9. Correct, eh? Well, glad we agree then dear Matty. And I must add that there are some pretty fantastic EGA pieces of art too. Not as impressive as anything the Bitmaps did on home computers mind, but impressive nonetheless.

    Oh, and Pacian you philistine!

  10. You're absolutely right about the computer acting as a technical constraint that enables human creativity.

    Eric Chahi (Another World) said something really important in an interview with eurogamer some time ago.

    Eurogamer: Do you think Another World could ever be brought to life in 3D?

    Eric Chahi: Yes it is possible to do it in 3D. The important point is to use the flaw of media to express something with it, to use it as a medium. As example, polygons are angular; I incorporate it in the style of Another World. Always better suggest the reality than copying it.

    Beautiful! That's what the Speccy artists do, and I think a lot of the Sierra On-Line artists did with hand-painted EGA screens, before they got lazy and scanned their art to VGA.

    Can't. Wait. To. Buy. A. 128k.

  11. There was an interesting article on Kotaku today that talked about a fictional but fully working 8-bit game that was made for the movie The Wrestler (http://kotaku.com/5158834/the-making-of-wrestle-jam-the-wrestlers-unsung-hero?skyline=true&s=x).

    The creators said the biggest challenge they faced was creating character sprite designs for 8-bit hardware with today's technology. I just found it funny that today's developers found it harder to develop a working game on hardware that was over 20 years-old (in this case it was a NES) than on today's technologically impressive (and often very complex) hardware.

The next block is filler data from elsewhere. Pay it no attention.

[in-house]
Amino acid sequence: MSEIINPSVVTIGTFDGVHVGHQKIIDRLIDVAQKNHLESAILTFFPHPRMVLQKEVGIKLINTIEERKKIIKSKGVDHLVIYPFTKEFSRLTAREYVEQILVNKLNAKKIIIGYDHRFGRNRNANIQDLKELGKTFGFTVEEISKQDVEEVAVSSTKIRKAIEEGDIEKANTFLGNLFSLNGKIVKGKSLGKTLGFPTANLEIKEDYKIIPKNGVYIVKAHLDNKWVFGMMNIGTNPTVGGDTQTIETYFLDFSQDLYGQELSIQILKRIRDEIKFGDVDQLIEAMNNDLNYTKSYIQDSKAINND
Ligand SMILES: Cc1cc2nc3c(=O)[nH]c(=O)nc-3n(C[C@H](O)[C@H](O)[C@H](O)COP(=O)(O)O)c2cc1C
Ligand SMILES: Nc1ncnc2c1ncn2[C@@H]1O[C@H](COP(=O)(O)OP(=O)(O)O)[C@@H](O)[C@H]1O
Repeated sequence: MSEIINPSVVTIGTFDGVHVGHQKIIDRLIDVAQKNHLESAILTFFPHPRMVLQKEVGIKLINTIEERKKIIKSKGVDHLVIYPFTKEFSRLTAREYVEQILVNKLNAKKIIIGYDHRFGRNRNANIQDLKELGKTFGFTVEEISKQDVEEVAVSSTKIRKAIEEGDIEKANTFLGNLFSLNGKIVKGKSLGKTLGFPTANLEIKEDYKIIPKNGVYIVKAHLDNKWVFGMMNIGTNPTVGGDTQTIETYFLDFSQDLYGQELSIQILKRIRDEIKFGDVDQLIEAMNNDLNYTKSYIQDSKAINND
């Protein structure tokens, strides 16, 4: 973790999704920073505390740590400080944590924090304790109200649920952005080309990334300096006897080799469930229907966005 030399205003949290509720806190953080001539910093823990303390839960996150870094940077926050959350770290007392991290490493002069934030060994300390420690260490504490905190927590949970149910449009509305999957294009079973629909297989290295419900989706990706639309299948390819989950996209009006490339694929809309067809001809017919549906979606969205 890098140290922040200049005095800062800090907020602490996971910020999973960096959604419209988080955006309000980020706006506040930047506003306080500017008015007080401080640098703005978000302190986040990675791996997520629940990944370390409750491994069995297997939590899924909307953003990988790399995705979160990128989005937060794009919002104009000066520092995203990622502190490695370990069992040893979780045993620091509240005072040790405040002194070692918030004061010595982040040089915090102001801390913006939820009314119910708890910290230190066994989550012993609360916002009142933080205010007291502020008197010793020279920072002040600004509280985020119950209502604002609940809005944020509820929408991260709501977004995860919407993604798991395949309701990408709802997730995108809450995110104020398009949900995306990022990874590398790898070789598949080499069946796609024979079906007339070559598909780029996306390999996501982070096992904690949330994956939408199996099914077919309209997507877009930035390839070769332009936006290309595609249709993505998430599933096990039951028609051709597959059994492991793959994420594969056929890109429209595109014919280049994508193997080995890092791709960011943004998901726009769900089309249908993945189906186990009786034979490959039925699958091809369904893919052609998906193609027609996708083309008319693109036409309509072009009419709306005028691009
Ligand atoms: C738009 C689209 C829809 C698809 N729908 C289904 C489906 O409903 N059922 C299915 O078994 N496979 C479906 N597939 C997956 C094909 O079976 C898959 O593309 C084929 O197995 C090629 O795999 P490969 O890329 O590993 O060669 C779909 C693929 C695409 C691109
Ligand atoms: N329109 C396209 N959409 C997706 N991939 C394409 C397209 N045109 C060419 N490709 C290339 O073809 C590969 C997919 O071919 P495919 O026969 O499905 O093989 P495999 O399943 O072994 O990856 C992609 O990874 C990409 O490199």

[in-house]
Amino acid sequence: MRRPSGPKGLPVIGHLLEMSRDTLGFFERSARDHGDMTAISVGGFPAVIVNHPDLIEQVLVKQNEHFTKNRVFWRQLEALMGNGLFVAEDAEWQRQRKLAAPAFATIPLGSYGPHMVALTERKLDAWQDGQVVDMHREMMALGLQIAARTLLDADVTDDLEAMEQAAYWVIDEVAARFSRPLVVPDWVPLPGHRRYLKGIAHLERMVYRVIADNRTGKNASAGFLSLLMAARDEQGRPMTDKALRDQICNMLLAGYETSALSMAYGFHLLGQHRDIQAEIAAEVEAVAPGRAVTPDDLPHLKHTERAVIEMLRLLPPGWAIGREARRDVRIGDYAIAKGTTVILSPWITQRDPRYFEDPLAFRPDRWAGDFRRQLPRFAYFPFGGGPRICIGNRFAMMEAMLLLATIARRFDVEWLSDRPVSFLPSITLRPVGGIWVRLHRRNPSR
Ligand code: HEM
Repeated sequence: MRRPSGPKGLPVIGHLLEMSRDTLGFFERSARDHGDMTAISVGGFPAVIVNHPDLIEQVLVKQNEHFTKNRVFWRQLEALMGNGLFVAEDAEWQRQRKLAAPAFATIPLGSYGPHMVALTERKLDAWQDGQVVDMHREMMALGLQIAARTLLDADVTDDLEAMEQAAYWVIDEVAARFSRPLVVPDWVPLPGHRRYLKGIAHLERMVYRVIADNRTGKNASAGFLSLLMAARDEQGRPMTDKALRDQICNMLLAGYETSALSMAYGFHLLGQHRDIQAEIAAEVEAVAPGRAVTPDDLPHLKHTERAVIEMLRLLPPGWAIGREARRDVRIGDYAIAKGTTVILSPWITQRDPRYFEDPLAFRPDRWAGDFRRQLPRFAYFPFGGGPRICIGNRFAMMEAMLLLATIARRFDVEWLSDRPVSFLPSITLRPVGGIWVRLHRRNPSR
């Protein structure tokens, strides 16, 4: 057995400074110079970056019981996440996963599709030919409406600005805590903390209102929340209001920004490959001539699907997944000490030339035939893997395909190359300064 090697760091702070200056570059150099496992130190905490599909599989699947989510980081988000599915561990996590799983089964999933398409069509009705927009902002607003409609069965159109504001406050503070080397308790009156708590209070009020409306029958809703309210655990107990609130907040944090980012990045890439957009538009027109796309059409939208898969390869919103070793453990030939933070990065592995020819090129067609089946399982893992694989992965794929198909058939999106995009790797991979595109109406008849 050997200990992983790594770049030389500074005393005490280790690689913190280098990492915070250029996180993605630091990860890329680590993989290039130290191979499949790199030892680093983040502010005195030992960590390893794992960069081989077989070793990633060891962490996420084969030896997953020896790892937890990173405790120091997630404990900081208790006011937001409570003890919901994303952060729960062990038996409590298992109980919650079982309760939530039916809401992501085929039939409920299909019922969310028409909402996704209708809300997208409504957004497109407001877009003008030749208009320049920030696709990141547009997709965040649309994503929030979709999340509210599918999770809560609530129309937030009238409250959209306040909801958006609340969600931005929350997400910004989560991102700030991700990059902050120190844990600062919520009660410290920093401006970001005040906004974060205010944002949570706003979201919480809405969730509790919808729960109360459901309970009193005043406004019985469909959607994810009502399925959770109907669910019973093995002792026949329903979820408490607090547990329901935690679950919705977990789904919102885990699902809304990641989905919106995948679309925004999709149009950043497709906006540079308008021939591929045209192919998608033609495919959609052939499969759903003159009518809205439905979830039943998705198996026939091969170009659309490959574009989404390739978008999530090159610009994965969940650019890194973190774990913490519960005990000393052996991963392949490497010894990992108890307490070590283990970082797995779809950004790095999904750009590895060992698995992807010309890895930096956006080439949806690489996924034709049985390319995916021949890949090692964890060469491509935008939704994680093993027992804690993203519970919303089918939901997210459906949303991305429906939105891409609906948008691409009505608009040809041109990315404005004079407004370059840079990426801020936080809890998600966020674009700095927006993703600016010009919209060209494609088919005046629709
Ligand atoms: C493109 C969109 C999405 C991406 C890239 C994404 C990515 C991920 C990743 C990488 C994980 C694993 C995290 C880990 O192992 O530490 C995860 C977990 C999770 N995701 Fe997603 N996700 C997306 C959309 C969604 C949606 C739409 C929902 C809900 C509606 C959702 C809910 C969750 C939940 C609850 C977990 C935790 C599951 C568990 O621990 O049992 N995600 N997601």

Anyway, it still turned out to be beautiful! I actually want to own a copy, if only for the novelty value.

    By the way, this is unrelated but I was wondering why your posts aren't dated? Unless I'm missing it somewhere.

  12. Ansolutely understandable Chris. I couldn't wait for my Spectrum either. So beautiful little machine's that they are. Oh, and glad we agree too. Apparently, besides being impressively creative, Mr. Chahi is eloquent and wise too. Suggestion is so much more effective than detailed depiction.

    Even CGA graphics can be beautiful, mind...

    Hey Tom. How are things mate? Well, they are fine, surely. As for the Wrestles, that was a great read and a very intriguing game too. Its creators made quite a point too.

    Post dating hasn't been implemented in the template I'm using, but when I find the time I'll try adding it myself.

  13. Well, things are ok I guess, they weren't though. I've been quiet because my mum was ill and recently passed away, but I need to get back into blogging sometime as I enjoy it and it keeps my mind off things :-)

    Ok, cheers Gnome. I was just curious.

    Sigh, Google sometimes makes these word verification things impossible to read properly!

  14. That's terrible Tom. Can't say much more. My condolences and stay strong mate. Blogging and being as creative as possible always helps, mind. Anyway. Welcome back!

  15. Thanks mate :-)

    I totally agree. In fact It has actually made me determined to be more creative than ever. I may actually get on to writing that novel I've been talking about writing for years!

  16. All this also reminded me the very nice games I once played..Bored of the Rings is a really cool, Eric the Unready, A Mind Forever Voyaging, Gods(Spectrum version), Head over Heels(Best Game of All Time According to my opinion), which makes me beg for an article for Head over Heels some time in the future.

  17. Hey, never knew there was a Spectrum version of Gods... As for Eric the Unready, while I 've heard it's a fantastic game -possibly better than the the Sorcerer series- haven't played it yet.

    Oh, and Dualnames mate, if you search this very blog you will find a little something regarding Head over Heels. I do promise to eventually thoroughly cover the subject though.

  18. Back to school is really quite one of my favorite games of all time, there was a remake called Klass of 99, which I suggest you all download and play

  19. Ah, yes, dear Dualnames. Klass of '99 was brilliant and sported some excellent pixel art. There's a little related something to be found in the latest Retro Remakes compo, you know.